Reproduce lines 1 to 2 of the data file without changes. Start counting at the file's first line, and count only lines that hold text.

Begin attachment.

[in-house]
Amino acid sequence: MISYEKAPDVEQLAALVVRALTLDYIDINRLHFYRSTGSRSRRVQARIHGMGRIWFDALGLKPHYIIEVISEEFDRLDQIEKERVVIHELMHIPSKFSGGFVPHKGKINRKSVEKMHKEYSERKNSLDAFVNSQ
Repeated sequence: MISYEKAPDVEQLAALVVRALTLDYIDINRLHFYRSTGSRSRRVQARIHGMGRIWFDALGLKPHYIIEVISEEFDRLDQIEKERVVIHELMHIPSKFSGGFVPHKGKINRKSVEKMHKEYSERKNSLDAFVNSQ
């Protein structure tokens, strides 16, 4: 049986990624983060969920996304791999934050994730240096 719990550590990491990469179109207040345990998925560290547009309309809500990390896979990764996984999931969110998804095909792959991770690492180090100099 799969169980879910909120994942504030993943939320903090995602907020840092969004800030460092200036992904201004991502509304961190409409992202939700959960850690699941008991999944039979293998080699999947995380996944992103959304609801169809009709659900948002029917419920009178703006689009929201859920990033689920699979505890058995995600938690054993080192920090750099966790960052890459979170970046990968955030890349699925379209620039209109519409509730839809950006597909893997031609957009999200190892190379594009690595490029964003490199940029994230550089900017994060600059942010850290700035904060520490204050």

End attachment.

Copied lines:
[in-house]
Amino acid sequence: MISYEKAPDVEQLAALVVRALTLDYIDINRLHFYRSTGSRSRRVQARIHGMGRIWFDALGLKPHYIIEVISEEFDRLDQIEKERVVIHELMHIPSKFSGGFVPHKGKINRKSVEKMHKEYSERKNSLDAFVNSQ